Downstream is a murder mystery set in a fictive town of 4,000 called Witherston on land once occupied by the Cherokee Indians in north Georgia. The novel is funny, but its message about the effect of pharmaceutical pollutants on the environment is serious.
Francis Hearty Withers, local billionaire in the north Georgia town of Witherston, whose great-great grandfather Hearty Francis Withers made his fortune in the Dahlonega Gold Rush of 1828, has his 100th birthday party in front of the Witherston Baptist Church on May 23, 2015. He credits his longevity to the anti-aging drug Senextra developed by the pharmaceutical company BioSenecta of which he is majority shareholder. He and the residents of Withers Village, all men above the age of 90, have taken Senextra for four years as part of a pilot study conducted by BioSenecta.
Withers announces that he has just signed and filed his only will. In it he provides $1 billion to be divided up equally among the 4,000 residents of Witherston a year from his death, $1 billion to be given to the municipality of Witherston at the same time, and the remainder of his estate to be given to BioSenecta on condition that BioSenecta build a Senextra factory in Witherston. Withers also tells of his plans to log an old-growth forest to make way for the Senextra factory on his property. When protesters against BioSenecta Pharmaceuticals insult him, Withers declares he will change his will. He dies on that Memorial Day weekend before he gets to his lawyer. Who killed him and why?
One of the characters says, “Senextra symbolizes Western society’s ambition to control the forces of nature.” Witherston becomes divided between those who support this mission, who embrace Senextra, and those who do not, who protest the use and manufacture of Senextra for its effects on both the human body and the entire ecosystem. The environmentalists also vehemently protest the clear-cutting of Withers’s land.
Senextra, which gets into Founding Father’s Creek upstream from Witherston, has some unanticipated side effects. One of them is fertility in menopausal women. Another is sterility and feminization in men and males of other species exposed to the drug. A quick summary of the novel’s theme is “Don’t mess with Mother Nature!” The protagonist is Mev Arroyo, who is a detective in Witherston’s Police Department. But since she must undergo a lumpectomy in the course of the story, her lively and smart fourteen-year-old twin boys, Jaime and Jorge, do much of the investigating.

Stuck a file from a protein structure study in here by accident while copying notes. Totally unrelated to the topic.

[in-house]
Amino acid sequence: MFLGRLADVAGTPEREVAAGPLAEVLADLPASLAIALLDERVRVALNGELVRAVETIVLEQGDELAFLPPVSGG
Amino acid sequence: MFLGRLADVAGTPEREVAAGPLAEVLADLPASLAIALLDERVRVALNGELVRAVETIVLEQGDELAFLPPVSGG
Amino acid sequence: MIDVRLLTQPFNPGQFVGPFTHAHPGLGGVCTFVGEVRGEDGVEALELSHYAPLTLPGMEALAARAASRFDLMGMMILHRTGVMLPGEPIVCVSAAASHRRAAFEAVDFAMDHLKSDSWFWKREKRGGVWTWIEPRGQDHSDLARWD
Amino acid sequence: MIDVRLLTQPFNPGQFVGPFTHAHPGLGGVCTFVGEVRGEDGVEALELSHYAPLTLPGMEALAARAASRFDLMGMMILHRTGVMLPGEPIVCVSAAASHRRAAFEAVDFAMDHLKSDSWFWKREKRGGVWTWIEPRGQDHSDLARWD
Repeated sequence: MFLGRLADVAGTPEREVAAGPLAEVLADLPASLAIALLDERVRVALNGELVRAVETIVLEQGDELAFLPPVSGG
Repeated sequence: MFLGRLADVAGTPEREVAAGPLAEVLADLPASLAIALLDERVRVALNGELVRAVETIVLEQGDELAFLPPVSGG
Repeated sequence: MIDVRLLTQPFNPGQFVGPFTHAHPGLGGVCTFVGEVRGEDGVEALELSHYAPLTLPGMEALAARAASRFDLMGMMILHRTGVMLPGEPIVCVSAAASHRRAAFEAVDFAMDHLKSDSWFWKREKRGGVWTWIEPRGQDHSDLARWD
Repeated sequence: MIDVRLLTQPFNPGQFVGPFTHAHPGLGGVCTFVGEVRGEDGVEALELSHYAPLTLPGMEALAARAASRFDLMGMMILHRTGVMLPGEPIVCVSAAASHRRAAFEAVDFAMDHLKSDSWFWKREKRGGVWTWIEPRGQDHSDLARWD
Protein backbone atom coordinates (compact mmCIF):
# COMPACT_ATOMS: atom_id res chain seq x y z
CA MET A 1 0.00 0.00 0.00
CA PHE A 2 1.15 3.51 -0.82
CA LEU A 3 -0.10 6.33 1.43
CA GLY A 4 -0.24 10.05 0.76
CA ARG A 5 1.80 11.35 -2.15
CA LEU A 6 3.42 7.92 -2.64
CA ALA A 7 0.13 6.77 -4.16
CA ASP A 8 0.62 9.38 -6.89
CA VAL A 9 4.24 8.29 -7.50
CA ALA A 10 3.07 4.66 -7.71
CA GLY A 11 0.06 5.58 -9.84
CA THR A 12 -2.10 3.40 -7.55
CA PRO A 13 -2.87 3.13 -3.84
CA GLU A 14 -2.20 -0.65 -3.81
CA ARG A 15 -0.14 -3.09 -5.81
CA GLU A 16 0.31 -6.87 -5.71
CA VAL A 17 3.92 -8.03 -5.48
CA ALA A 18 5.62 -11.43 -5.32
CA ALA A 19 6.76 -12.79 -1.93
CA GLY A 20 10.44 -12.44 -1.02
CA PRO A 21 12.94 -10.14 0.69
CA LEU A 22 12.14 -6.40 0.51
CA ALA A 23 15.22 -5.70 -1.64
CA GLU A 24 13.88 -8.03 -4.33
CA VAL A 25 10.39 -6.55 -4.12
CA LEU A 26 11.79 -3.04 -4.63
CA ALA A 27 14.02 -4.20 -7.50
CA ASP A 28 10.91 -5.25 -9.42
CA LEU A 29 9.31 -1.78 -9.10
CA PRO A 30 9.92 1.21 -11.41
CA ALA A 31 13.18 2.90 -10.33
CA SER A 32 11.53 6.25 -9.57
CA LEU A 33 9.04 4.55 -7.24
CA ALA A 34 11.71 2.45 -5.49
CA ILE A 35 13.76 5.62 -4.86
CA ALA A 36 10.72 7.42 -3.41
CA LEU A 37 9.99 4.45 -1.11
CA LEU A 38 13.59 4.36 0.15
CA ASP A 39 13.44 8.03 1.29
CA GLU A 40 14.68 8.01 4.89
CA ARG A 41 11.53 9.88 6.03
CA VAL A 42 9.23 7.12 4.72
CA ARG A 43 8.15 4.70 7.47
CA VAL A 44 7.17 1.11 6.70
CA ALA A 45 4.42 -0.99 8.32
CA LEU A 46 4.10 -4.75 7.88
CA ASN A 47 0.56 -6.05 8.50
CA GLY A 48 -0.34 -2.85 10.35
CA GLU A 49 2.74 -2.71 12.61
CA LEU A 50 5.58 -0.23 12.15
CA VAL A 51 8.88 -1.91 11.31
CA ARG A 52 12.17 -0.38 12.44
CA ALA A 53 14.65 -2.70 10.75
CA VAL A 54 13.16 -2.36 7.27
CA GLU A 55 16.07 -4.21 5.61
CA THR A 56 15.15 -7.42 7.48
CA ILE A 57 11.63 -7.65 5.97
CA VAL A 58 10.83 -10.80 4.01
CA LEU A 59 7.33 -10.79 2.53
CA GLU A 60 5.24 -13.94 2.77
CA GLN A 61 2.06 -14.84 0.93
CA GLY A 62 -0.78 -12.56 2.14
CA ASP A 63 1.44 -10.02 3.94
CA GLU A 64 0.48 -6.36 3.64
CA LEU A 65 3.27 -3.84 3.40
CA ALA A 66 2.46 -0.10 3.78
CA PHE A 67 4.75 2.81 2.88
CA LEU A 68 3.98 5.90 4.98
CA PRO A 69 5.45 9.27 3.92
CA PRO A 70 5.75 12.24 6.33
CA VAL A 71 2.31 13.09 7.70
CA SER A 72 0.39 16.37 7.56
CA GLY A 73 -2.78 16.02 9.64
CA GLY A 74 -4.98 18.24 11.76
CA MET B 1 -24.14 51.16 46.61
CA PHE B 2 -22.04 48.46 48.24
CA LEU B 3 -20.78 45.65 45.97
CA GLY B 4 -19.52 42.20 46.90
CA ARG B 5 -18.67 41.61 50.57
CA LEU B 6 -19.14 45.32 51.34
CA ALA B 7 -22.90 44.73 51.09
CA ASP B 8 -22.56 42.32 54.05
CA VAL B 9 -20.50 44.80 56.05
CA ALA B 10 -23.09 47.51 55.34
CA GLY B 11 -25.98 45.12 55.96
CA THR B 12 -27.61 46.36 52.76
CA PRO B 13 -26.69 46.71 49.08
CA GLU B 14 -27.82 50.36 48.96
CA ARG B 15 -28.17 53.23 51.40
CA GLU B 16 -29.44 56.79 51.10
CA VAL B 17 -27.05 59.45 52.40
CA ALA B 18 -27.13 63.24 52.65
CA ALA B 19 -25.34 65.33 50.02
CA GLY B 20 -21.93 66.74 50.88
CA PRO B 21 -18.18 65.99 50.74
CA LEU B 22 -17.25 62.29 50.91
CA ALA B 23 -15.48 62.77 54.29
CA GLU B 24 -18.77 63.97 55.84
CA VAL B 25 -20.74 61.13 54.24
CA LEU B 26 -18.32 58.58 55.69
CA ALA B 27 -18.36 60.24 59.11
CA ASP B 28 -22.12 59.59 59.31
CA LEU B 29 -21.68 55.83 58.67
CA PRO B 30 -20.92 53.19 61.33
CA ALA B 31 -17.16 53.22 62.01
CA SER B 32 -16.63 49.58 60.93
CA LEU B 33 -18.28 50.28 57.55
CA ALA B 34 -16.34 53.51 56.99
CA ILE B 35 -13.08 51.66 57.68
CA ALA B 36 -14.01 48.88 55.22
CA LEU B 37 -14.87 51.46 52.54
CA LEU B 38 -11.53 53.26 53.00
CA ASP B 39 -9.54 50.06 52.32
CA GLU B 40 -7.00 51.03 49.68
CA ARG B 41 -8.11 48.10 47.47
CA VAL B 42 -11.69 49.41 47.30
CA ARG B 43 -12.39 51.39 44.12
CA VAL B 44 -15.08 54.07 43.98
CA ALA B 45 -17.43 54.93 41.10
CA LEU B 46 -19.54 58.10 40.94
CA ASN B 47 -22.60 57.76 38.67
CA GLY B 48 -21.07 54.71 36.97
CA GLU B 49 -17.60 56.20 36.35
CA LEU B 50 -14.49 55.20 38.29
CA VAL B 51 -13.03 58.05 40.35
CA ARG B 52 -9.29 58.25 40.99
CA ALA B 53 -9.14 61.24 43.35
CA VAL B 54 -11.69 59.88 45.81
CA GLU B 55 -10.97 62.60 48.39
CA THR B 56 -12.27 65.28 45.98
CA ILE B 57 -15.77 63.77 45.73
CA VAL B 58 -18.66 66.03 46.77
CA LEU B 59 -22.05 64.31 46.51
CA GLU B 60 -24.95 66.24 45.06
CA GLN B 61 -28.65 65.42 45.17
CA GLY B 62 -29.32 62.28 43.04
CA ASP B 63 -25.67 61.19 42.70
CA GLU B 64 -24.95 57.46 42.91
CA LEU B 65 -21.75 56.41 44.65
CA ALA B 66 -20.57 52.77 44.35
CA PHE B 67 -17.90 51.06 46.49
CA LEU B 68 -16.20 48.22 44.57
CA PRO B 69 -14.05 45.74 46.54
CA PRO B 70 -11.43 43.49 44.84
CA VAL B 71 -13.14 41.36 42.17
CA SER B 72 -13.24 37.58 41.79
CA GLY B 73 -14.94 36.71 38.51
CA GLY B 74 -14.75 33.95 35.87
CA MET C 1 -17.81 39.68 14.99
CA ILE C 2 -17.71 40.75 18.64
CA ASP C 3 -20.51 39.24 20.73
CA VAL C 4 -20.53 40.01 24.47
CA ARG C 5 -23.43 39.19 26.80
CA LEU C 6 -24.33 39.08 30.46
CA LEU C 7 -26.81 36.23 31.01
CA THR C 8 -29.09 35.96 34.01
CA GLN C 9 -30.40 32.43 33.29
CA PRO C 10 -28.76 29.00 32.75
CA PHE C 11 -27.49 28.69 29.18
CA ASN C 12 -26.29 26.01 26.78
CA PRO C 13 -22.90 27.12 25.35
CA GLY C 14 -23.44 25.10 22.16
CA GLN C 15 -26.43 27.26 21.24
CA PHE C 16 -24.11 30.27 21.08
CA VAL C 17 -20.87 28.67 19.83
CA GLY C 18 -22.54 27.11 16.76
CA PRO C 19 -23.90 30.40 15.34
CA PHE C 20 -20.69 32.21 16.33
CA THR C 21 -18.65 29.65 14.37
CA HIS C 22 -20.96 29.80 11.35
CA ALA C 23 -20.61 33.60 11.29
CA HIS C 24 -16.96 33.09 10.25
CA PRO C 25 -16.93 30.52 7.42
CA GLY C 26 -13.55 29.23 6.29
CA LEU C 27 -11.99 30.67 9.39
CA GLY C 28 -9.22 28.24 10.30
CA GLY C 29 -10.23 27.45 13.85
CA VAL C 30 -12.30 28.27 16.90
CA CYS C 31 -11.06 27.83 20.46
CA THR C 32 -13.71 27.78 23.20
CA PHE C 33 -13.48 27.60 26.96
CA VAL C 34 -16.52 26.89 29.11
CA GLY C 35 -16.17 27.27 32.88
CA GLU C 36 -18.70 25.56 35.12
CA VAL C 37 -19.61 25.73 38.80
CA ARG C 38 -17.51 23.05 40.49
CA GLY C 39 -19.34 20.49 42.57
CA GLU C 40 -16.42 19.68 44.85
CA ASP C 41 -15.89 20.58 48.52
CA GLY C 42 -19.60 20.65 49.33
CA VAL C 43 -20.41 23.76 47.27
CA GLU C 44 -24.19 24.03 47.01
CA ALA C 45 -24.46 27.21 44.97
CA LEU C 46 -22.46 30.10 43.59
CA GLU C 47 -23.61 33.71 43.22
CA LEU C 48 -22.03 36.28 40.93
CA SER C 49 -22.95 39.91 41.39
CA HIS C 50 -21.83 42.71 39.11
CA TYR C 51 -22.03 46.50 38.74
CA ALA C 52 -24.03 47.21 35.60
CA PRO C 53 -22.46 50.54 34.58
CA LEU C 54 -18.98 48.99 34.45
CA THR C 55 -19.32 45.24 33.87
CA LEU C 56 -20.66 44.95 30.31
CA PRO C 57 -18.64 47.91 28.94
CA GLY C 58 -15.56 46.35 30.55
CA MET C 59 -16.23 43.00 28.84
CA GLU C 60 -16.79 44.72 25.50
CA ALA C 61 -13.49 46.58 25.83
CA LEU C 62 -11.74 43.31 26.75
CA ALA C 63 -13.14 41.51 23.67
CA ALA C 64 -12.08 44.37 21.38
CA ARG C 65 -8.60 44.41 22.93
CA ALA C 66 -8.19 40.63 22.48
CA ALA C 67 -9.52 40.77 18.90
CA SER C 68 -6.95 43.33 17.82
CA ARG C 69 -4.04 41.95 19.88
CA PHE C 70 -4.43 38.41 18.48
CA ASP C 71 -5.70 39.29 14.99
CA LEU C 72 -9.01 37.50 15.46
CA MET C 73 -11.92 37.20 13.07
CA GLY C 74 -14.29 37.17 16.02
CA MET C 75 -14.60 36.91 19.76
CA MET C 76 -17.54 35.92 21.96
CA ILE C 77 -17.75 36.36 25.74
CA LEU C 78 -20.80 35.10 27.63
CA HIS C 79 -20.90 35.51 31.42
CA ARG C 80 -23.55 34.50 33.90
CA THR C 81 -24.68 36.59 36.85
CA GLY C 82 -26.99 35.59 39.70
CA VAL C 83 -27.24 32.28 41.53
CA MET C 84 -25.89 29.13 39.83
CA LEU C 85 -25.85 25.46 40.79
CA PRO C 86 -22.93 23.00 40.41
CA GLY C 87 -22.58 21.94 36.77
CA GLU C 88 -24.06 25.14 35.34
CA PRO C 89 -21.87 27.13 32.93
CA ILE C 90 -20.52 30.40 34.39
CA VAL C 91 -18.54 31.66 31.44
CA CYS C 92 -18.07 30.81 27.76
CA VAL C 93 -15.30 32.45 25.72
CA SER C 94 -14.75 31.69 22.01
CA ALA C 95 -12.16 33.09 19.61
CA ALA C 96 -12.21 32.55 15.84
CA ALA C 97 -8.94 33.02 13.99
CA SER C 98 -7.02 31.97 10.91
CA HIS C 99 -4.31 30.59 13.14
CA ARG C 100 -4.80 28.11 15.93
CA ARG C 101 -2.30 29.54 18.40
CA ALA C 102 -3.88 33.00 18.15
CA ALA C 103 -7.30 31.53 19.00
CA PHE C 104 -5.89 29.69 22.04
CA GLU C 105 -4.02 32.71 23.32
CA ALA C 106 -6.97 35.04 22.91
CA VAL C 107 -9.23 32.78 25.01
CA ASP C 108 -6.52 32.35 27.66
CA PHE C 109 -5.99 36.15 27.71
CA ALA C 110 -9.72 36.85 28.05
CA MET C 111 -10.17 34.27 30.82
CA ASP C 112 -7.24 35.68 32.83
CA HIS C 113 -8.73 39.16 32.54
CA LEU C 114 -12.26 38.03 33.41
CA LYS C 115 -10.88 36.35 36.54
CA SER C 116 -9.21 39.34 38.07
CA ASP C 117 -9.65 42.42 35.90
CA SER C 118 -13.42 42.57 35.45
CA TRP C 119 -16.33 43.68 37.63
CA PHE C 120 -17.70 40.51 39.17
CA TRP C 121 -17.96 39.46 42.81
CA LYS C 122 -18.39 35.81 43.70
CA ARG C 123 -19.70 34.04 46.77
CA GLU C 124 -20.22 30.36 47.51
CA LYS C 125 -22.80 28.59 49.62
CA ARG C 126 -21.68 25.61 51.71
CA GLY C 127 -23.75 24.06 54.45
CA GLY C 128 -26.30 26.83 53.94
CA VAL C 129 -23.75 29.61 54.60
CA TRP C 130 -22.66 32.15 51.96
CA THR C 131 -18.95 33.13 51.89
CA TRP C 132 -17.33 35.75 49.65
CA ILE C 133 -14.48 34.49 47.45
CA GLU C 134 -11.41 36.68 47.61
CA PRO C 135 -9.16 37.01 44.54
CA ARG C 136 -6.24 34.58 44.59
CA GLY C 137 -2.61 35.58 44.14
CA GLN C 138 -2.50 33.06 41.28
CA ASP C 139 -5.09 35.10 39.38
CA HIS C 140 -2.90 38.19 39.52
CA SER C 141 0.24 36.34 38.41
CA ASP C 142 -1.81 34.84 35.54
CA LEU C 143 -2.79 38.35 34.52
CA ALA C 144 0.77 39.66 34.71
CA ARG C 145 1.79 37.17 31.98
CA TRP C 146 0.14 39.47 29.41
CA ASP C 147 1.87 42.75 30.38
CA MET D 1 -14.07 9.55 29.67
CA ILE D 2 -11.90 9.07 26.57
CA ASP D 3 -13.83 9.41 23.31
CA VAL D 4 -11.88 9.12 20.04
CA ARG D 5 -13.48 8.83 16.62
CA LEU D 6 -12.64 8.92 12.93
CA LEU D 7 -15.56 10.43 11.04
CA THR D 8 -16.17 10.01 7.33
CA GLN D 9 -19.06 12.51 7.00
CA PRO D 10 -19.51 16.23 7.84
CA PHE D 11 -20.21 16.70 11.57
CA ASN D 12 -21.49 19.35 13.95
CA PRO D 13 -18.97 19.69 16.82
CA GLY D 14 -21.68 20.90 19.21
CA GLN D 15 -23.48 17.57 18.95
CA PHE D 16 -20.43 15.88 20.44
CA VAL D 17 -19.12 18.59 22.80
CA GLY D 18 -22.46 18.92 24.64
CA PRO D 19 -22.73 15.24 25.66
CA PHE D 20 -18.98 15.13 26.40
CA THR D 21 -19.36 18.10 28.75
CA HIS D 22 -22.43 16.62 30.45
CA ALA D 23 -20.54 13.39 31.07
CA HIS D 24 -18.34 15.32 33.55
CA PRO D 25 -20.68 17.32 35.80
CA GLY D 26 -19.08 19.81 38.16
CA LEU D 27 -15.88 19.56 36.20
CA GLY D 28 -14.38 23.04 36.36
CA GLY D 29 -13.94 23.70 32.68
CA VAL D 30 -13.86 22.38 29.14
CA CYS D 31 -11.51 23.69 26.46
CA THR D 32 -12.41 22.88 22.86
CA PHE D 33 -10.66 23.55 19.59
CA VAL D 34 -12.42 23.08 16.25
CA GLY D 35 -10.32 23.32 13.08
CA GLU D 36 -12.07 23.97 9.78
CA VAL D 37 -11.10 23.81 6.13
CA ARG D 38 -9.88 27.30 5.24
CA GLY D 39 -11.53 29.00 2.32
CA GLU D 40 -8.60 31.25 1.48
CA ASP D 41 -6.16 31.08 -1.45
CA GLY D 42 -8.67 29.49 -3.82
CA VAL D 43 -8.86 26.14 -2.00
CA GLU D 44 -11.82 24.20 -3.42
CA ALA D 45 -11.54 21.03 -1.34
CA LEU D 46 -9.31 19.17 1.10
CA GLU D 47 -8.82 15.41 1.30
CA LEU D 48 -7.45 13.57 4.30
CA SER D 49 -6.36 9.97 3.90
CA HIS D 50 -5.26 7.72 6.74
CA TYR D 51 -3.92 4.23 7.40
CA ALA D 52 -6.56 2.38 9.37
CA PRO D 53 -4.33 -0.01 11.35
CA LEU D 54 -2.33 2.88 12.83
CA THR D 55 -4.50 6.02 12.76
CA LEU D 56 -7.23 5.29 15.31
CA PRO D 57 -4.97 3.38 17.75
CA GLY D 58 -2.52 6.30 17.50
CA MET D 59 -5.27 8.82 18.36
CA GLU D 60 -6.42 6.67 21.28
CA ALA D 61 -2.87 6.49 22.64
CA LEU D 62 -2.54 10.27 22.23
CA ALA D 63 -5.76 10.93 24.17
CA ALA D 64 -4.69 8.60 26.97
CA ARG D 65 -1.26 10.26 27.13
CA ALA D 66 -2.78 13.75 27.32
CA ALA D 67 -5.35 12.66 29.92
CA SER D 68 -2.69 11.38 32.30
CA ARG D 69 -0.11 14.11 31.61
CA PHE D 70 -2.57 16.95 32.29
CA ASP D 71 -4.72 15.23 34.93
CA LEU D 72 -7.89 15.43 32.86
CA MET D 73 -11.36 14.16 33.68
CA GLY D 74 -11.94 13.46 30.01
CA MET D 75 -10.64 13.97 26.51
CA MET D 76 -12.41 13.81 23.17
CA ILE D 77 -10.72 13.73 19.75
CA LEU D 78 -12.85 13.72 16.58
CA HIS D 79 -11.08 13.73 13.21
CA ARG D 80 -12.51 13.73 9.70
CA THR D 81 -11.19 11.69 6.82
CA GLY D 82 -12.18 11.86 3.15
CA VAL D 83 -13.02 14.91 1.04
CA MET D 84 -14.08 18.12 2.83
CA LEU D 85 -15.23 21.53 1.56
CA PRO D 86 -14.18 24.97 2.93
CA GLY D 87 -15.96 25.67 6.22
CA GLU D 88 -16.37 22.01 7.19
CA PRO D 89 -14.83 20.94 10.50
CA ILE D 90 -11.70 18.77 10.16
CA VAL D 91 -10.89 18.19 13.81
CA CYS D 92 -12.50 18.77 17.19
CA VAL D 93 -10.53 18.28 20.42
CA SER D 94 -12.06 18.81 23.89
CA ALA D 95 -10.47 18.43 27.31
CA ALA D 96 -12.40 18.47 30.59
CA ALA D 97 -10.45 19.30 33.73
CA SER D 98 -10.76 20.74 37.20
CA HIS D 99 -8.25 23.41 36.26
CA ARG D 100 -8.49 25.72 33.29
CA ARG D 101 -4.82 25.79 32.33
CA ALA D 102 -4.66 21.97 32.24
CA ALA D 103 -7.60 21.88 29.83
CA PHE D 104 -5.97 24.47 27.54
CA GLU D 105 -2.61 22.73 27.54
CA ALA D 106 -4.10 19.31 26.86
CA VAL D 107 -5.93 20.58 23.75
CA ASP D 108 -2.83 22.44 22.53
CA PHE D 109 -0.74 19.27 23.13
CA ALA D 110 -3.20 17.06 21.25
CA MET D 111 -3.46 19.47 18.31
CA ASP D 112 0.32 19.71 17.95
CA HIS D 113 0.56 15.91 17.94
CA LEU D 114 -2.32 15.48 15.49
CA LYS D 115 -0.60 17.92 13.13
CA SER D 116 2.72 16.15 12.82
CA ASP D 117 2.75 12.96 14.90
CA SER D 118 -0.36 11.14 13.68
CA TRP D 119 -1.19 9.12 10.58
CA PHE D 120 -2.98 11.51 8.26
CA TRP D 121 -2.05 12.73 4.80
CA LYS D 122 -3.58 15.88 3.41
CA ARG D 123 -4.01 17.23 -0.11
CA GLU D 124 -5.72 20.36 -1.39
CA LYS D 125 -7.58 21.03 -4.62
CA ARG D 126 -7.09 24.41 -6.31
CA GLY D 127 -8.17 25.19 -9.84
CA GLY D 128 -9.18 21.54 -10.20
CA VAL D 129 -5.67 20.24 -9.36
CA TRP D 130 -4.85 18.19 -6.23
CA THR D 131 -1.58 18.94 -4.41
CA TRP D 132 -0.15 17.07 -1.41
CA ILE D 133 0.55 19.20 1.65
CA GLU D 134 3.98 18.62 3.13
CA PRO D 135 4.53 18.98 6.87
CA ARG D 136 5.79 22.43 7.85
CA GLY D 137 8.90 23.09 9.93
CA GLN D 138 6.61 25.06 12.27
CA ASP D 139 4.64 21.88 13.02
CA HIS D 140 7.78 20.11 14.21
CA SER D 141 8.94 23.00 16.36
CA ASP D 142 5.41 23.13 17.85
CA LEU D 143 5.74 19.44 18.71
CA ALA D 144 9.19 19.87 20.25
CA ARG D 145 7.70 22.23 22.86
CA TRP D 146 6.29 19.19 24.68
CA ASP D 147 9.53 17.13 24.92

Dr. George Folsom, a proponent of Senextra and conductor of the pilot study, is the killer. Dr. Neel Kingfisher, a Cherokee relative of Withers and director of Withers Village, is Folsom’s antagonist. His actions save young Jorge from Folsom and expose Senextra’s toxicity to humans and other animals in the environment.
Downstream is available in both print and ebook format.
A Witherston Murder Mystery
By Betty Jean Craige
Publisher: Black Opal Books
Published: November 2014
Genre: Murder Mystery
About The Authors:
Dr. Betty Jean Craige is University Professor Emerita of Comparative Literature and Director Emerita of the Willson Center for Humanities and Arts at the University of Georgia. She has lived in Athens, Georgia, since 1973. Betty Jean is a teacher, scholar, translator, humorist, and writer. She has published seventeen books in the fields of literature, politics, art, and history of ideas. The most recent is Conversations with Cosmo: At Home with an African Grey Parrot. For two years she wrote a Sunday column about animals, “Cosmo Talks,” in the Athens Banner-Herald.
For review copies, author interviews, or more information please contact:
Betty Jean Craige